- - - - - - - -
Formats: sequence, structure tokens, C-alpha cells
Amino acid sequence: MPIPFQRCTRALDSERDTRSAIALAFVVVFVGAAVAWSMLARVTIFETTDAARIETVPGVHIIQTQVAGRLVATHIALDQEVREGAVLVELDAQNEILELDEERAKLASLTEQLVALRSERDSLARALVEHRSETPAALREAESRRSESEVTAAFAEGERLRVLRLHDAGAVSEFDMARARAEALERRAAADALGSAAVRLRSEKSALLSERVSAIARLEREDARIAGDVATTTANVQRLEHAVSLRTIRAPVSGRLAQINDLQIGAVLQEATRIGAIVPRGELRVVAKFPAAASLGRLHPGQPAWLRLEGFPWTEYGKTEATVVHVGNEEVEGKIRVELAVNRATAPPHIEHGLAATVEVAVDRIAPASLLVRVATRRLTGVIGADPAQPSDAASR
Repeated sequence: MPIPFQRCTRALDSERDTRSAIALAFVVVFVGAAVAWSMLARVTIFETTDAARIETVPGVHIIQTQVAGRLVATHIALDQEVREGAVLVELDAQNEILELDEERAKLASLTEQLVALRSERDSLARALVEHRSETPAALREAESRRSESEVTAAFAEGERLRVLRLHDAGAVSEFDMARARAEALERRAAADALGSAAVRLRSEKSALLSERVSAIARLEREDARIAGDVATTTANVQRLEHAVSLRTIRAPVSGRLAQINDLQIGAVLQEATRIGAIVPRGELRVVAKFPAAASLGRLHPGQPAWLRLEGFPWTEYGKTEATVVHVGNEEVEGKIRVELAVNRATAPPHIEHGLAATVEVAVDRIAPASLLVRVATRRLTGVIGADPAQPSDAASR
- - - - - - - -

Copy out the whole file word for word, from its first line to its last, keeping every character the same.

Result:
Formats: sequence, structure tokens, C-alpha cells
Amino acid sequence: MPIPFQRCTRALDSERDTRSAIALAFVVVFVGAAVAWSMLARVTIFETTDAARIETVPGVHIIQTQVAGRLVATHIALDQEVREGAVLVELDAQNEILELDEERAKLASLTEQLVALRSERDSLARALVEHRSETPAALREAESRRSESEVTAAFAEGERLRVLRLHDAGAVSEFDMARARAEALERRAAADALGSAAVRLRSEKSALLSERVSAIARLEREDARIAGDVATTTANVQRLEHAVSLRTIRAPVSGRLAQINDLQIGAVLQEATRIGAIVPRGELRVVAKFPAAASLGRLHPGQPAWLRLEGFPWTEYGKTEATVVHVGNEEVEGKIRVELAVNRATAPPHIEHGLAATVEVAVDRIAPASLLVRVATRRLTGVIGADPAQPSDAASR
Repeated sequence: MPIPFQRCTRALDSERDTRSAIALAFVVVFVGAAVAWSMLARVTIFETTDAARIETVPGVHIIQTQVAGRLVATHIALDQEVREGAVLVELDAQNEILELDEERAKLASLTEQLVALRSERDSLARALVEHRSETPAALREAESRRSESEVTAAFAEGERLRVLRLHDAGAVSEFDMARARAEALERRAAADALGSAAVRLRSEKSALLSERVSAIARLEREDARIAGDVATTTANVQRLEHAVSLRTIRAPVSGRLAQINDLQIGAVLQEATRIGAIVPRGELRVVAKFPAAASLGRLHPGQPAWLRLEGFPWTEYGKTEATVVHVGNEEVEGKIRVELAVNRATAPPHIEHGLAATVEVAVDRIAPASLLVRVATRRLTGVIGADPAQPSDAASR